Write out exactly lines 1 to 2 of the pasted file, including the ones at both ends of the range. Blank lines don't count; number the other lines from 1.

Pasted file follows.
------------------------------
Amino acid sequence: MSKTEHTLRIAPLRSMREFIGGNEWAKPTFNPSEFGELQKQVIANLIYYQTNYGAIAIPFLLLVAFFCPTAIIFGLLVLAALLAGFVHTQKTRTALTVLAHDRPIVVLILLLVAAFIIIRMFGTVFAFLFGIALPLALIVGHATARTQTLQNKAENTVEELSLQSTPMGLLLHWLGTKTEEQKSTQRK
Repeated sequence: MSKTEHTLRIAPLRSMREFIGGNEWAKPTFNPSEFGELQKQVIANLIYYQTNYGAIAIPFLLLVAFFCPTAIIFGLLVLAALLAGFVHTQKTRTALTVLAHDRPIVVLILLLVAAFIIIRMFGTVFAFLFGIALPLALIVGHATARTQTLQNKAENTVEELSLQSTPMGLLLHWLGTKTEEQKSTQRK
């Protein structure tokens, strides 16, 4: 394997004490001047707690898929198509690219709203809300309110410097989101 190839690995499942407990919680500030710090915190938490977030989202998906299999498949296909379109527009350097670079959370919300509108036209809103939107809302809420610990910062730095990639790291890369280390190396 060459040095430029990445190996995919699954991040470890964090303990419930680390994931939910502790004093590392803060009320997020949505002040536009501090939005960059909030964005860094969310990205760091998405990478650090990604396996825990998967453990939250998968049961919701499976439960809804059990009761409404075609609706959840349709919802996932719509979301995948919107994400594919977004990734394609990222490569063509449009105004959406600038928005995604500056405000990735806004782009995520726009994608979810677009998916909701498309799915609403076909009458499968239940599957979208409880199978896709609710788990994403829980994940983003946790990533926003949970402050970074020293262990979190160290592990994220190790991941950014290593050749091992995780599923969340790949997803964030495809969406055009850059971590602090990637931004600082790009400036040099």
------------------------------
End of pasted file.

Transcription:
Amino acid sequence: MSKTEHTLRIAPLRSMREFIGGNEWAKPTFNPSEFGELQKQVIANLIYYQTNYGAIAIPFLLLVAFFCPTAIIFGLLVLAALLAGFVHTQKTRTALTVLAHDRPIVVLILLLVAAFIIIRMFGTVFAFLFGIALPLALIVGHATARTQTLQNKAENTVEELSLQSTPMGLLLHWLGTKTEEQKSTQRK
Repeated sequence: MSKTEHTLRIAPLRSMREFIGGNEWAKPTFNPSEFGELQKQVIANLIYYQTNYGAIAIPFLLLVAFFCPTAIIFGLLVLAALLAGFVHTQKTRTALTVLAHDRPIVVLILLLVAAFIIIRMFGTVFAFLFGIALPLALIVGHATARTQTLQNKAENTVEELSLQSTPMGLLLHWLGTKTEEQKSTQRK